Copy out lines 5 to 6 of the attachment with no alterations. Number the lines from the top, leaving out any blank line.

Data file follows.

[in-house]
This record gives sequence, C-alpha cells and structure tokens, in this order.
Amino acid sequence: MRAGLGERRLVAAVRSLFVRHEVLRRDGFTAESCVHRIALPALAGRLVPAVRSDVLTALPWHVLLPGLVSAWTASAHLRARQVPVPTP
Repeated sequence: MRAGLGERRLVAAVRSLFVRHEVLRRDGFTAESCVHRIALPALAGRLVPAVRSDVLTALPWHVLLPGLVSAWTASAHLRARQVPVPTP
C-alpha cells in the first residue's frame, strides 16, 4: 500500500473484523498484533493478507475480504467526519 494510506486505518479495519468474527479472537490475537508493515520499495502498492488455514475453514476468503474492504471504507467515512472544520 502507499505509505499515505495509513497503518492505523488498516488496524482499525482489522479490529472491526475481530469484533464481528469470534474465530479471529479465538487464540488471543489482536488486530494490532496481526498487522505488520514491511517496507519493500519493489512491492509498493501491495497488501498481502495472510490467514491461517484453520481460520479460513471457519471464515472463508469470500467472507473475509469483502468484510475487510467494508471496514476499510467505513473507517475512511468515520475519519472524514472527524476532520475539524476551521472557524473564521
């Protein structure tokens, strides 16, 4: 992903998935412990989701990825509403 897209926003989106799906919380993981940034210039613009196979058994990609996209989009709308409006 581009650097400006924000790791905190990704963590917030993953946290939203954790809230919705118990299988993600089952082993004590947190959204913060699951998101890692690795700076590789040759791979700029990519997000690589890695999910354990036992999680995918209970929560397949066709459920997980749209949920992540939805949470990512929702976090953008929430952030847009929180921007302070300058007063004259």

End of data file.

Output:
C-alpha cells in the first residue's frame, strides 16, 4: 500500500473484523498484533493478507475480504467526519 494510506486505518479495519468474527479472537490475537508493515520499495502498492488455514475453514476468503474492504471504507467515512472544520 502507499505509505499515505495509513497503518492505523488498516488496524482499525482489522479490529472491526475481530469484533464481528469470534474465530479471529479465538487464540488471543489482536488486530494490532496481526498487522505488520514491511517496507519493500519493489512491492509498493501491495497488501498481502495472510490467514491461517484453520481460520479460513471457519471464515472463508469470500467472507473475509469483502468484510475487510467494508471496514476499510467505513473507517475512511468515520475519519472524514472527524476532520475539524476551521472557524473564521
């Protein structure tokens, strides 16, 4: 992903998935412990989701990825509403 897209926003989106799906919380993981940034210039613009196979058994990609996209989009709308409006 581009650097400006924000790791905190990704963590917030993953946290939203954790809230919705118990299988993600089952082993004590947190959204913060699951998101890692690795700076590789040759791979700029990519997000690589890695999910354990036992999680995918209970929560397949066709459920997980749209949920992540939805949470990512929702976090953008929430952030847009929180921007302070300058007063004259």